It’s Always Sunny in Philadelphia returned for a 14th season this week. That is, mathematically, a lot of seasons. It premiered in 2005, the same year as The Office. One of the co-creators of that show, Michael Schur, has gone on to create two more full shows since then. When his latest show, The Good Place, ends later this year, he will have ended three different iconic comedies during the course of the single Always Sunny run. And Always Sunny shows no sign of slowing down. This 14th season brings it into a tie with The Adventures of Ozzie and Harriet for longest-running live-action sitcom. Barring any sort of catastrophe, the show will blast by it and into the upper-teens. Maybe longer. Who knows?
The truly amazing thing about these figures is that the show is still clicking as well as it did back when it was young and fresh. It might even be clicking better. It’s most recent season featured some of the show’s most memorable scenes yet. It’s kind of crazy to think about. This isn’t a cartoon, like South Park or The Simpsons, which are easier to maintain without the grind of a filming schedule. And The Office, the show that it debuted alongside, starting creaking and sputtering as it approached its conclusion over six years ago. This doesn’t happen anymore. No show maintains its peak quality for over a decade.
That brings us to a very simple question: Do you think the creators of this show made a deal with a sorcerer to keep it this good for this long?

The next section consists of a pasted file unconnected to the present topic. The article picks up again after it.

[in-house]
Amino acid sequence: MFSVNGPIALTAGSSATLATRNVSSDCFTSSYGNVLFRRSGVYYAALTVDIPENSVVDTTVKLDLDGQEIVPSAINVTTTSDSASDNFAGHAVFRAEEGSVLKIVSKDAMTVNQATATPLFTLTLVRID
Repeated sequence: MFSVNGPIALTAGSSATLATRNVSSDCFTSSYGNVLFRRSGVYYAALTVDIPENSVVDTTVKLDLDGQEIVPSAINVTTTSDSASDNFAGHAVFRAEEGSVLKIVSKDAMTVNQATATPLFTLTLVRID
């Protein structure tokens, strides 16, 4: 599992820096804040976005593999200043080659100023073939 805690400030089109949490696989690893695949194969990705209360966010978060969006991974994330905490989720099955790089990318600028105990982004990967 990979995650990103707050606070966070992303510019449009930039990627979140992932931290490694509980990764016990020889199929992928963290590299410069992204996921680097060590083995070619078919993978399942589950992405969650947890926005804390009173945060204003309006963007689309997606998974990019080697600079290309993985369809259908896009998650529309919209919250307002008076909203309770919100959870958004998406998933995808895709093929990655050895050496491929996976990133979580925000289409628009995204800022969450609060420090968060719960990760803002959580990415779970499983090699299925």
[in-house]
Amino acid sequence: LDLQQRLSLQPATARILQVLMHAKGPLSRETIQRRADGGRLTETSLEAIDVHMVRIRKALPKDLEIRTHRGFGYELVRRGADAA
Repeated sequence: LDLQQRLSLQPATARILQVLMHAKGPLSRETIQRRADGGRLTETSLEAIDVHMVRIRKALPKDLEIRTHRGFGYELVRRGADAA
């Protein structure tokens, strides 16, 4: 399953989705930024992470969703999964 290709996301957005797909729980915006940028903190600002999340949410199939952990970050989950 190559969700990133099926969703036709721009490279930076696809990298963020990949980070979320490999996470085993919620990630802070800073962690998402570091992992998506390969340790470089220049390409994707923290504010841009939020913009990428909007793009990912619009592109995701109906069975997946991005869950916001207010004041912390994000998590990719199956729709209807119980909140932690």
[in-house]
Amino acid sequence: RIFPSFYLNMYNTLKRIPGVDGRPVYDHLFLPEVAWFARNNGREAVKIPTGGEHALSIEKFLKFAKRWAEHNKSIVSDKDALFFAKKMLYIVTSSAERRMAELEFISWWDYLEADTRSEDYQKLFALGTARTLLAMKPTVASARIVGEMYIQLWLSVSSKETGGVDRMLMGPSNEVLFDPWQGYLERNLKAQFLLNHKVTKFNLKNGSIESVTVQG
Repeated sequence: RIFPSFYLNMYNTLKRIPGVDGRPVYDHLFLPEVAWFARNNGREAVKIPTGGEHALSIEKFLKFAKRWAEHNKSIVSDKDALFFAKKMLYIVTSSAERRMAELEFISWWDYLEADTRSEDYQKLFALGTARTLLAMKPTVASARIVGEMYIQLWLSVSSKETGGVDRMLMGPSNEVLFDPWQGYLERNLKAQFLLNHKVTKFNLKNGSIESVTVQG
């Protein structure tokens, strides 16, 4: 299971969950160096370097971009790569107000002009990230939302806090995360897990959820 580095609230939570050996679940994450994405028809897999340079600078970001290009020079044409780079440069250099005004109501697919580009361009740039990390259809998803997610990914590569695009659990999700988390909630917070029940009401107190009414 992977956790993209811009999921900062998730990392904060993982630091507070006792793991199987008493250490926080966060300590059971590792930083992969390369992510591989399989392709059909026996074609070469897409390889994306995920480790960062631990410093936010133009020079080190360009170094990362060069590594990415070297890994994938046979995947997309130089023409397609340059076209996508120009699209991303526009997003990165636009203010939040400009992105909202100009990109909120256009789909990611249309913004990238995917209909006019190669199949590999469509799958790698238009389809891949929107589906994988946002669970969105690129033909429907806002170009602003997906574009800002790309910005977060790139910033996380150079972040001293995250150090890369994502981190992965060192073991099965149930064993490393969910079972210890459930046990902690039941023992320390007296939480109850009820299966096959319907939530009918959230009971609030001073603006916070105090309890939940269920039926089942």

Let’s consider our options.
THE CASE AGAINST SORCERY
The case for no sorcery has three prongs.
Prong One: These are talented people who are producing high-quality work with minimal intrusion. There’s something to be said for giving smart people a task and leaving them alone. That seems to be what FX has done with the creators and stars of the show: Rob McElhenney, Glenn Howerton, Kaitlin Olson, Charlie Day, and Danny Devito. They’ve all been playing in their own sandbox for something like 15 years now and they have more or less created a system that works.
Prong Two: These talented people have created a very special set of characters that do not need to grow one inch in any direction for the show’s momentum to push forward. They can grow, sure, and I’m thinking specifically about Mac’s journey toward acceptance of his sexuality over the last few seasons, which was handled with a really touching level of care. They don’t have to grow, though. The whole point is that these people are awful and irredeemable. You can just parachute them into any new situation and let them introduce chaos. It’s genius, really. Things keep happening in the world. There’s always new stuff to see and do. Introduce the same goons we know and love and, blammo, there’s an episode. It’s much harder than I’m making it sound here but I think the point stands. They last because they never have to change. It’s the live-action equivalent of Bart Simpson staying in elementary school for 25 years.